April 2006

Flow of trash into Michigan landfills persists
Michigan’s original ban on imports was ruled unconstitutional; another is in progress

Importing garbage continues to be a controversial issue and the situation in the State of Michigan sheds light on a problem that covers solid waste imported from other states and from Canada.

According to a Michigan Department of Environmental Quality report entitled Report of Solid Waste Landfilled in Michigan, trash imports into the state increased by 2 percent in 2005.

In 2005 63,927,564 cubic yards of solid waste was deposited in various landfill sites. Of this total, 10.3 percent was sent from other states and another 18.1 percent was shipped from the Canadian province of Ontario – the majority from the Greater Toronto Area (GTA).

While imports from other states rose from 7.2 percent in 1996 to their current level, it took 5 years for imports from Canada to rise from 6.3 percent (1996) to account for 9.8 percent (2001) of the total. From 2002 to 2005, imports increased dramatically to account for an additional 8.8 percent of the total.

“It is discouraging to see the amount of waste being brought into Michigan from outside of our borders continue to increase,” said DEQ director Steven E. Chester in a press release. “This fact must call attention to the need for real action on solid waste issues in the Legislature.”

While garbage hauling trucks from other states enter Michigan via interstates, the majority of imports from Canada cross over via the Port Huron Bridge, one of two major bridges linking the two nations. But wherever the trucks originate from, state residents are concerned with the increasing number of trucks that are spilling loads on their way to landfills and their return trips cause wear and tear on the road network.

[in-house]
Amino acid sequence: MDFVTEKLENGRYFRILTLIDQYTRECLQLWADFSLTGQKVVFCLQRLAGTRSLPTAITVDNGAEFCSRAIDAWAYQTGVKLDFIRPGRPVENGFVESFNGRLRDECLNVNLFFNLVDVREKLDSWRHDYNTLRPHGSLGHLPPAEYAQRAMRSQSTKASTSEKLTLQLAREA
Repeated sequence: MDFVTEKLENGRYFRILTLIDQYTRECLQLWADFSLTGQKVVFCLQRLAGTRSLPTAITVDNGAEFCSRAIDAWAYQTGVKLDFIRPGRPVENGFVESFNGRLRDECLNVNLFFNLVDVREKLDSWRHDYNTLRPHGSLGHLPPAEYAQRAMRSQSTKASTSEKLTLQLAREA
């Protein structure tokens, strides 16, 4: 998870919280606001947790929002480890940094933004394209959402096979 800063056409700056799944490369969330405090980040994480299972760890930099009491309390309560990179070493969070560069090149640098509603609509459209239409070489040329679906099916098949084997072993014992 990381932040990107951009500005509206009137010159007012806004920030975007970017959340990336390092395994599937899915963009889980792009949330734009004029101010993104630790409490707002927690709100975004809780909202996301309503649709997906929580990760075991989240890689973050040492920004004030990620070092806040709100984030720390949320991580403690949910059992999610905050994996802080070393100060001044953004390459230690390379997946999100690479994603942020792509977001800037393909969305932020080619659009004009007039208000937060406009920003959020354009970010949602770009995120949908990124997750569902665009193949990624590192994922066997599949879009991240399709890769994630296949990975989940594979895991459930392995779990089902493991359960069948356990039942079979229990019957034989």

According to the DEQ, the state’s existing landfills will reach their maximum capacity in 17 years. While some landfills have room for expansion, new landfills would be needed to meet future demands based on current levels. The state’s moratorium on the creation of new landfills expired on February 1, but thus far no company has submitted an application to expand or create a new landfill.

“It certainly seems like a matter of time before we do receive them,” said Robert McCann, the press secretary for the DEQ.

The transportation and importation of garbage, while it occurs in individual states and Canadian provinces, is a federal matter in both nations and local governments are powerless to prevent import of waste.

The Michigan State House had previously passed a resolution to ban solid waste imports into the state, but that was ruled unconstitutional because the states do not have any authority to limit the provisions of federal commerce clause.

In response, state legislators passed legislation on March 1 that would ban imports of waste from Canada and other states after 60 days should federal legislators give states’ the authority to control the movement of this commodity. The governor has just signed the bill.

“The problem is that we have no sense from the federal government that they are willing to give us the authority to do that,” said McCann. “The problem is that a lot of states export a good part of their waste; so they certainly do not want to let other states like Michigan stop them from doing that.”

Currently the state charges a 21 cent tipping fee per ton of waste that is deposited in landfill, a fee that is recognized by other jurisdictions as being extremely inexpensive and the lowest in the area.

“That is the main reason why our neighboring states, and especially Canada, are bringing their trash here,” said McCann.

Democratic legislators have put forward a proposal, supported by the governor and DEQ, to increase the tipping fee to $7.50 per ton, a fee to be applied even to Michigan municipalities. The funds raised from the increase would be used to establish local recycling programs.

Tipping fees in other states are considerably higher. Wisconsin and Ohio charge around $4 and Pennsylvania $7.25. By raising the fee, the DEQ anticipates that imports will decline rapidly.

“A recent report from Wisconsin, which bumped up their tipping fee by $3 in 2001, shows that waste imports dropped by 17 percent and noted that an increase to $7 which they are considering, would provide a 50 percent reduction in disposal,” said McCann. “We think that Michigan would see similar numbers or more because Michigan has historically been a greater importer of waste than Wisconsin had been. That would extend our landfills’ life.”